Last Week’s Weekend Elephants are to be found on the memorial to Frederick Courteney Selous, inside the Natural History Museum.
It can be found at the top of the stairs, to the left, in the main hall.
The memorial was sculpted by W. Robert Colton RA.
The panel beneath features various African game animals including lions and of course two elephants.
Here they are in close-up.
Selous is often described as the last “Great White Hunter”, he was certainly a man of his time. It is difficult now to have any sympathy for a hunter who is reputed to have killed many hundreds of elephants, and other animals, for sport and profit. In the late 19th and early 20th Century though he was something of a hero and is said to have inspired Rider Haggard’s character of Allan Quatermain. He was also a friend of another famous hunter Theodore Roosevelt.
The memorial was unveiled at the Natural History Museum in 1920. Selous had sent many specimens to the museum over the years and had bequeathed his collection of trophies and skins to them. Later in life Selous was one of the first people to warn about the exploitation of wild animals, largely because of the consequent reduction in game for him to shoot at.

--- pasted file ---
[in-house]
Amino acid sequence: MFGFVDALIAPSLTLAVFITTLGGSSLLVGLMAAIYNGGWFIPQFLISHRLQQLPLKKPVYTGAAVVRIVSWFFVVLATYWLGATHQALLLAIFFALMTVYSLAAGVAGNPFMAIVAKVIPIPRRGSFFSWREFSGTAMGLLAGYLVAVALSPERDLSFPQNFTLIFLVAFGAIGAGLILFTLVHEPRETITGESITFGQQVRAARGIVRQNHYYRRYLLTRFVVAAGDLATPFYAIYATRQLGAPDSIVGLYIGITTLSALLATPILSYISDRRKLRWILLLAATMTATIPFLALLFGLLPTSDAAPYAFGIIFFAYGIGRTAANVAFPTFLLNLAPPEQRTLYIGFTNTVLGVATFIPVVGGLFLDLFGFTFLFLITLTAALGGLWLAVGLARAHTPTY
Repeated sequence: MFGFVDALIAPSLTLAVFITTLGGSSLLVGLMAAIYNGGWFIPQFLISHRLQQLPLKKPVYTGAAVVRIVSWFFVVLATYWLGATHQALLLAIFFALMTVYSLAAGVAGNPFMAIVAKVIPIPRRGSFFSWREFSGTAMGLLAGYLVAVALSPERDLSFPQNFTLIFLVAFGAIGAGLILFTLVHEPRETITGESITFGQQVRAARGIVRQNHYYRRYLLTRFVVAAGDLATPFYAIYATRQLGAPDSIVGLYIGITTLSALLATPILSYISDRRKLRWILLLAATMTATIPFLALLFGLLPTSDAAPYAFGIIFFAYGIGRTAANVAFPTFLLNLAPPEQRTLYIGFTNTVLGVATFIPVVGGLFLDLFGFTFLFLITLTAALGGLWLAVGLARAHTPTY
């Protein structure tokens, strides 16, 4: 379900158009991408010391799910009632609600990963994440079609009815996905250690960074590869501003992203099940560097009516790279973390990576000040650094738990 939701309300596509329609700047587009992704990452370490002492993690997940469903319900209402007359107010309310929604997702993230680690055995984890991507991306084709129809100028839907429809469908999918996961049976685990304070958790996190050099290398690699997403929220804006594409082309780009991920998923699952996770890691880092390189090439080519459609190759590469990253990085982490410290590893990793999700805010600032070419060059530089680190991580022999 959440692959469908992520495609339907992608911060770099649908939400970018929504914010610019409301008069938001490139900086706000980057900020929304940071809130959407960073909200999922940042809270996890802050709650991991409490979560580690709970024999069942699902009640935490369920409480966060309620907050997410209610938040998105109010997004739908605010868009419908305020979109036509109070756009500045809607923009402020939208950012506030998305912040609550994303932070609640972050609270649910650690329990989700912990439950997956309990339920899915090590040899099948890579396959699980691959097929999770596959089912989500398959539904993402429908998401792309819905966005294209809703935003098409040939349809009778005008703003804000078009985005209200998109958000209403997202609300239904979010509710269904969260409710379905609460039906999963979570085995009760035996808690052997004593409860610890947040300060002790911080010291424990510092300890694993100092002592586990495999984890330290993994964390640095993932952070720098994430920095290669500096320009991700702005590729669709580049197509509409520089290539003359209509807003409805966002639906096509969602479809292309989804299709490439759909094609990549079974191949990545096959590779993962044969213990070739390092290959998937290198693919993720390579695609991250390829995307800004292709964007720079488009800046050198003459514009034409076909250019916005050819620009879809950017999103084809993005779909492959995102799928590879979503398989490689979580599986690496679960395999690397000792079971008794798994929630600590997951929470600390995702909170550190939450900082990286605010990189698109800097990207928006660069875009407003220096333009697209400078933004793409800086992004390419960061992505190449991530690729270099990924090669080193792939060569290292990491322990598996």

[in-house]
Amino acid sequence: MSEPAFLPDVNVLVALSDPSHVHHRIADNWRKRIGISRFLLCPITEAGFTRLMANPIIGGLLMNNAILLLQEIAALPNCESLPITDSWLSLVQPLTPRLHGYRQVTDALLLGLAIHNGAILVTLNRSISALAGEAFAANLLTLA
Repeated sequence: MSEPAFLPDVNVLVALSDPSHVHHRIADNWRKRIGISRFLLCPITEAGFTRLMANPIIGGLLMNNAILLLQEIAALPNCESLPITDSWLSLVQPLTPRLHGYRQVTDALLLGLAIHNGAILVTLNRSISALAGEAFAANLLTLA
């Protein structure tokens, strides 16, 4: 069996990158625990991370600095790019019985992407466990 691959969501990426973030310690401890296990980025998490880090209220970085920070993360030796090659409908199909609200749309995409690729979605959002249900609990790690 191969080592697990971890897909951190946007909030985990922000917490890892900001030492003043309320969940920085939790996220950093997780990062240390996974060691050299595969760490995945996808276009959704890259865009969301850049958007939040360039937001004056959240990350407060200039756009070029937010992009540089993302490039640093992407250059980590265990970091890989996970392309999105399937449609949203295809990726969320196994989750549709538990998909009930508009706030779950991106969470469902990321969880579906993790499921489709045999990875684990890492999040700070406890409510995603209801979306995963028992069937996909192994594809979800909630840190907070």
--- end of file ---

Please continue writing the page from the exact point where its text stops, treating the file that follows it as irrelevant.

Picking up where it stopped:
Other memorials to him include the Selous Game Reserve in Tanzania, the Selous mongoose and Selous Street in Harlesden, North London.
The only person to come near to locating these diminutive elephants was Peter H. of Surbiton who works in Kensington. By his own admission Peter guessed “Natural History Museum” but he hadn’t actually noticed the elephants on the memorial. Congratulations are still due on account of your powers of deduction!
This week’s Weekend Elephant will be published, as ever, on Friday.
Readers will then have the whole weekend to email the precise location to me. The first person to identify each weekend’s elephant is always rewarded with a glorious mention sometime on Monday when the location is officially revealed.
If you would like to nominate an elephant for future inclusion please drop me a line; all publicly visible, permanent or semi-permanent, London-based elephants, regardless of size, medium or location will be considered!
The author of this blog is a qualified City of Westminster Tour Guide who runs unique walking tours throughout London, see tabs for details.